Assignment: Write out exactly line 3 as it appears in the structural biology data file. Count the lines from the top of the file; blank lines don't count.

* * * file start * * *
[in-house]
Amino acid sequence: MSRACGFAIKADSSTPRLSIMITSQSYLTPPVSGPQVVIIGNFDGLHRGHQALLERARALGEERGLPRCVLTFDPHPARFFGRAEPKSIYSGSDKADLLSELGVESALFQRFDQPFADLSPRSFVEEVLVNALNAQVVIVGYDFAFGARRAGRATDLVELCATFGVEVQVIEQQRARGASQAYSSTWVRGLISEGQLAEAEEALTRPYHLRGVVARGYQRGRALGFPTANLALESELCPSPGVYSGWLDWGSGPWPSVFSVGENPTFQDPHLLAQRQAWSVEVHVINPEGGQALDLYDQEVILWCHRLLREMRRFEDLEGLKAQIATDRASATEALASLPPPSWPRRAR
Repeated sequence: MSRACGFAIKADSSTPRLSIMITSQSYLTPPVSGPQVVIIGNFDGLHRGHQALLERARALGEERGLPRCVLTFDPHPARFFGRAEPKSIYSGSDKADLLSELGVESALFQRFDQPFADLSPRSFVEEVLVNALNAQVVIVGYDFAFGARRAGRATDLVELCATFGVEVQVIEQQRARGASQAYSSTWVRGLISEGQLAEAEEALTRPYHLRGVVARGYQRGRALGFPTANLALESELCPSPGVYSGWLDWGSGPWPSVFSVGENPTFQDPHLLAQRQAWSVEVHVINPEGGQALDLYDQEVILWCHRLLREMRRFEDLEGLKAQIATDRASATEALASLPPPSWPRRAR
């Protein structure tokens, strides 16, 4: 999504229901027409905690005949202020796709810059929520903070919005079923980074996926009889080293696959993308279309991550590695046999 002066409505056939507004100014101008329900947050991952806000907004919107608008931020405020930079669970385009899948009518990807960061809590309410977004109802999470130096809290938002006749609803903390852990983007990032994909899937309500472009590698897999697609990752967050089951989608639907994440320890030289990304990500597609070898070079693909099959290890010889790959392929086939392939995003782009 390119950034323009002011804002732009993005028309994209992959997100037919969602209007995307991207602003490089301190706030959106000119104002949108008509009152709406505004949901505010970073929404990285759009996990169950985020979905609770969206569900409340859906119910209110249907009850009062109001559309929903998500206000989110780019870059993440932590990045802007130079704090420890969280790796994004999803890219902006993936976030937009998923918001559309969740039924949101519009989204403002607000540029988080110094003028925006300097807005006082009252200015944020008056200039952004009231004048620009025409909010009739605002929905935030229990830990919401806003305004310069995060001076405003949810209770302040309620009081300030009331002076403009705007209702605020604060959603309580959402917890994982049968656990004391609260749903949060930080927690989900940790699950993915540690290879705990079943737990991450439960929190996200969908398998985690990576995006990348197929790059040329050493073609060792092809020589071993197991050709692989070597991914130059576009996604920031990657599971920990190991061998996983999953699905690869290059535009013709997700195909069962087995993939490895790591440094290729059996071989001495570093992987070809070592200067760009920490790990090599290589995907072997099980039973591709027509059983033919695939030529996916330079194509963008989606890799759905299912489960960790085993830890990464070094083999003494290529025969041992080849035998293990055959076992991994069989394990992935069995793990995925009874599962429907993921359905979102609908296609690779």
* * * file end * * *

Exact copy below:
Repeated sequence: MSRACGFAIKADSSTPRLSIMITSQSYLTPPVSGPQVVIIGNFDGLHRGHQALLERARALGEERGLPRCVLTFDPHPARFFGRAEPKSIYSGSDKADLLSELGVESALFQRFDQPFADLSPRSFVEEVLVNALNAQVVIVGYDFAFGARRAGRATDLVELCATFGVEVQVIEQQRARGASQAYSSTWVRGLISEGQLAEAEEALTRPYHLRGVVARGYQRGRALGFPTANLALESELCPSPGVYSGWLDWGSGPWPSVFSVGENPTFQDPHLLAQRQAWSVEVHVINPEGGQALDLYDQEVILWCHRLLREMRRFEDLEGLKAQIATDRASATEALASLPPPSWPRRAR